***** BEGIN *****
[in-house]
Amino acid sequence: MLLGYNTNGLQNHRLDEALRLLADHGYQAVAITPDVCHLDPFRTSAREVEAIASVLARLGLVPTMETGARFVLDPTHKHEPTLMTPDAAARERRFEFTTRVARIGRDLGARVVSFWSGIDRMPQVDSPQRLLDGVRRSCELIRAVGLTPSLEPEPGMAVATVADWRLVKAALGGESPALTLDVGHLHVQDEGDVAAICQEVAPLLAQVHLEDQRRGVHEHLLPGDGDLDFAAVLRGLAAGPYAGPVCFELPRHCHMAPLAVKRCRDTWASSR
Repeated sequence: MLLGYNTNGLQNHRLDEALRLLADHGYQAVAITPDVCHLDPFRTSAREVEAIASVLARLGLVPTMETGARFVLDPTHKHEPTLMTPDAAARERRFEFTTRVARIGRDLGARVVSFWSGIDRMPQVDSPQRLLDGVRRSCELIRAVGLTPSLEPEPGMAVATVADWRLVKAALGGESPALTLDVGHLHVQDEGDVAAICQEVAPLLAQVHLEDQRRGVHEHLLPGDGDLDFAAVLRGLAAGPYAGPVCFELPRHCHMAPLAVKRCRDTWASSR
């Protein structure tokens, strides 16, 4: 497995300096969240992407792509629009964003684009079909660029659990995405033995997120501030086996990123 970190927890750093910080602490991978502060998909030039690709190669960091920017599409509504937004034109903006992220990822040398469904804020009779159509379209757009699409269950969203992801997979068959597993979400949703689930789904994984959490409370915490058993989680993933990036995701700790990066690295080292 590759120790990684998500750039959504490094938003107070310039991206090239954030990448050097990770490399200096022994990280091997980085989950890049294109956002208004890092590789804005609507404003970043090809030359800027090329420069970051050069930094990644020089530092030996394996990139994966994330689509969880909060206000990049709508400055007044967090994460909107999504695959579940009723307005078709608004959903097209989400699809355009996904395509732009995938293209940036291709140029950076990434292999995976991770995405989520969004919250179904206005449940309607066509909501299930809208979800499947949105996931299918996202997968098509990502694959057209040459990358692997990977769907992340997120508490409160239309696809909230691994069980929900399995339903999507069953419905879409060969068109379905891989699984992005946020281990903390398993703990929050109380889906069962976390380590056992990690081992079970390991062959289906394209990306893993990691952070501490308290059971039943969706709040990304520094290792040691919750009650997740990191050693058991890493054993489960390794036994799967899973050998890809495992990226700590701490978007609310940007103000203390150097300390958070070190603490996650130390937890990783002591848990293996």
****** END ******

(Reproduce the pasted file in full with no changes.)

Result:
[in-house]
Amino acid sequence: MLLGYNTNGLQNHRLDEALRLLADHGYQAVAITPDVCHLDPFRTSAREVEAIASVLARLGLVPTMETGARFVLDPTHKHEPTLMTPDAAARERRFEFTTRVARIGRDLGARVVSFWSGIDRMPQVDSPQRLLDGVRRSCELIRAVGLTPSLEPEPGMAVATVADWRLVKAALGGESPALTLDVGHLHVQDEGDVAAICQEVAPLLAQVHLEDQRRGVHEHLLPGDGDLDFAAVLRGLAAGPYAGPVCFELPRHCHMAPLAVKRCRDTWASSR
Repeated sequence: MLLGYNTNGLQNHRLDEALRLLADHGYQAVAITPDVCHLDPFRTSAREVEAIASVLARLGLVPTMETGARFVLDPTHKHEPTLMTPDAAARERRFEFTTRVARIGRDLGARVVSFWSGIDRMPQVDSPQRLLDGVRRSCELIRAVGLTPSLEPEPGMAVATVADWRLVKAALGGESPALTLDVGHLHVQDEGDVAAICQEVAPLLAQVHLEDQRRGVHEHLLPGDGDLDFAAVLRGLAAGPYAGPVCFELPRHCHMAPLAVKRCRDTWASSR
């Protein structure tokens, strides 16, 4: 497995300096969240992407792509629009964003684009079909660029659990995405033995997120501030086996990123 970190927890750093910080602490991978502060998909030039690709190669960091920017599409509504937004034109903006992220990822040398469904804020009779159509379209757009699409269950969203992801997979068959597993979400949703689930789904994984959490409370915490058993989680993933990036995701700790990066690295080292 590759120790990684998500750039959504490094938003107070310039991206090239954030990448050097990770490399200096022994990280091997980085989950890049294109956002208004890092590789804005609507404003970043090809030359800027090329420069970051050069930094990644020089530092030996394996990139994966994330689509969880909060206000990049709508400055007044967090994460909107999504695959579940009723307005078709608004959903097209989400699809355009996904395509732009995938293209940036291709140029950076990434292999995976991770995405989520969004919250179904206005449940309607066509909501299930809208979800499947949105996931299918996202997968098509990502694959057209040459990358692997990977769907992340997120508490409160239309696809909230691994069980929900399995339903999507069953419905879409060969068109379905891989699984992005946020281990903390398993703990929050109380889906069962976390380590056992990690081992079970390991062959289906394209990306893993990691952070501490308290059971039943969706709040990304520094290792040691919750009650997740990191050693058991890493054993489960390794036994799967899973050998890809495992990226700590701490978007609310940007103000203390150097300390958070070190603490996650130390937890990783002591848990293996």